Lately I’ve been feeling like an actual singer-songwriter, instead of just a pretend internet one.
Of course, I’ve had a lot chances to feel like a legitimate musical artist in the past year through my performances with Gina as Arcati Crisis. But, there’s a certain strength in numbers – a power of two – that makes us a minimum amount of compelling and keeps us lurching forward even from our unlikeliest (and unlikeable) moments.
I don’t have those abilities on my own, which can sometimes make playing by myself a lonely prospect. For a while at any solo appearance I spent more time noticing Gina’s absence than being present on my own. At an open mic this summer I joked to an inattentive bar crowd, “if any of you could come up here and stand just to my left I’d feel much more comfortable.”
They didn’t get it.
My few solo outings earlier this year were the first times I was playing alone to unfriendly crowds in a long time, and I was daunted on each occasion. I played the same songs over and over, heavily relying on the crutches of “Icy Cold” and my cover of “Like a Virgin.” Any other song would leave me wide open for rookie mistakes like forgotten lyrics.
I started to wonder … can I hold space and attention on my own? Are my singing and playing interesting without someone else to dress them up? And, if there isn’t any point to me playing solo, than how can I write compelling material for my band by myself?
I don’t know that I’ve answered any of those imperative questions, but as summer ripened into fall and I kept stubbornly playing on my own I started getting into a certain rhythm where I was less fearful and more adventurous. If no one is going to pay attention anyway, why play “Like a Virgin” for the fifteenth time? New originals and covers and forgotten oldies started sneaking into my sets, and I surprisingly loved some of them. And, when I played the newer songs I was reminded that I devote an uncommon amount of detail to each song that I write. That fact alone doesn’t make me better than the competition, but it definitely makes a difference.
By the time I debut a “new” song (typically a dreaded introduction to hear at any open mic) it has been through months of development. In the case of a newer song like “Not Tonight (from Monday’s Trio), I start with a core of words or melody that have been stuck in my head. I sketch the basics of them out on piano or guitar, and then I typically switch instruments for a while to flesh out the chord structure and melody before returning to the original instrument to complete my lyrics. Next I transcribe a definitive version of the lyrics into my MYSQL database, and begin chipping away at them daily – revising order and polishing lines whenever I think of it.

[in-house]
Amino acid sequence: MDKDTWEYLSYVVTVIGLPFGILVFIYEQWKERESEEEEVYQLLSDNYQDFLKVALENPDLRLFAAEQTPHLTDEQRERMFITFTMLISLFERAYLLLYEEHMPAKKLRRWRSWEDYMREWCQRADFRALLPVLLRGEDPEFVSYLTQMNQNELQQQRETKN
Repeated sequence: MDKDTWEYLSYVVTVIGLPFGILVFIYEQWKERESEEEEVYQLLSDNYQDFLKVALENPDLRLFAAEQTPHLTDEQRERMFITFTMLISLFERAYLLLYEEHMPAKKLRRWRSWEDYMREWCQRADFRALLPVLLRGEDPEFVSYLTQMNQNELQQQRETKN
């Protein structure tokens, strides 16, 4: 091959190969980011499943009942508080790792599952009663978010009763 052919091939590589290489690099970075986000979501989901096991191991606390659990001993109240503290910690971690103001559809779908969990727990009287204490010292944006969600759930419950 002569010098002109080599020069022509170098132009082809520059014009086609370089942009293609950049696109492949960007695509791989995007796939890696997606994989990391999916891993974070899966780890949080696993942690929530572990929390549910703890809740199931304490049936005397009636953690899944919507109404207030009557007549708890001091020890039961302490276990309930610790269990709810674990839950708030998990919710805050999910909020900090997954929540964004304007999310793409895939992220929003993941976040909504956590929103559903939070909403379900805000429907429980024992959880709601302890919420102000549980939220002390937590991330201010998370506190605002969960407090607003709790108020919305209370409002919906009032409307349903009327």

Afterward I tend to go through an incubation stage that mostly consists of singing the song wherever I go – sometimes deliberately missing a bus so I can sing while I walk. At that point I’m mostly making decisions about dynamics, so that by the next time I sit down with the text I’m ready to mark my vowels and breaths.
Then I actually start rehearsing.
I don’t explain all of that to brag, because it’s not anything I’m especially proud or ashamed of. It just happens to be my process at the moment, and when I enthuse about my database or (attempt to) commiserate over the difficulty of choosing the right vowels I realize that I’m different than a lot of the people I meet at open mics. A song that’s “new” to me is well-experienced to them, and my repertoire of 80 originals (out of a total of 228) is boggling.
The fact that I have a specific process – my own database and binder, an untold history for each song – makes me feel like a valid artist again. I haven’t felt that for a long time, and the last time I did it mostly came from playing fictional concerts to no one in my bedroom rather than making regular appearances at open mics. My current insanity of organization has kept me limber and nimble, to the point that I’ve completed over a dozen new songs so far this year – the most I’ve completed in one calendar year since I started dating Elise in 2002.
That’s why you’re seeing a late-stage resurgence in the stalled Trio season I began last November – I have a lot more songs to share than I did at this time last year.
That, and it’s once again National Blog Posting Month, which I have resolved to make more of a go at this year. This is one of the most interesting times in my life, both personally and publicly, and I’m sure that many years from now I’ll appreciate a running commentary about it.
(Last year, as you might recall, it intersected with being newly engaged, and I quickly found out that it was a time I wanted to spend outside of the house instead of at the computer.)
(Seventy-odd days out from the wedding and I much prefer the confines of my house, especially when I don’t have any credit cards in arm’s reach.)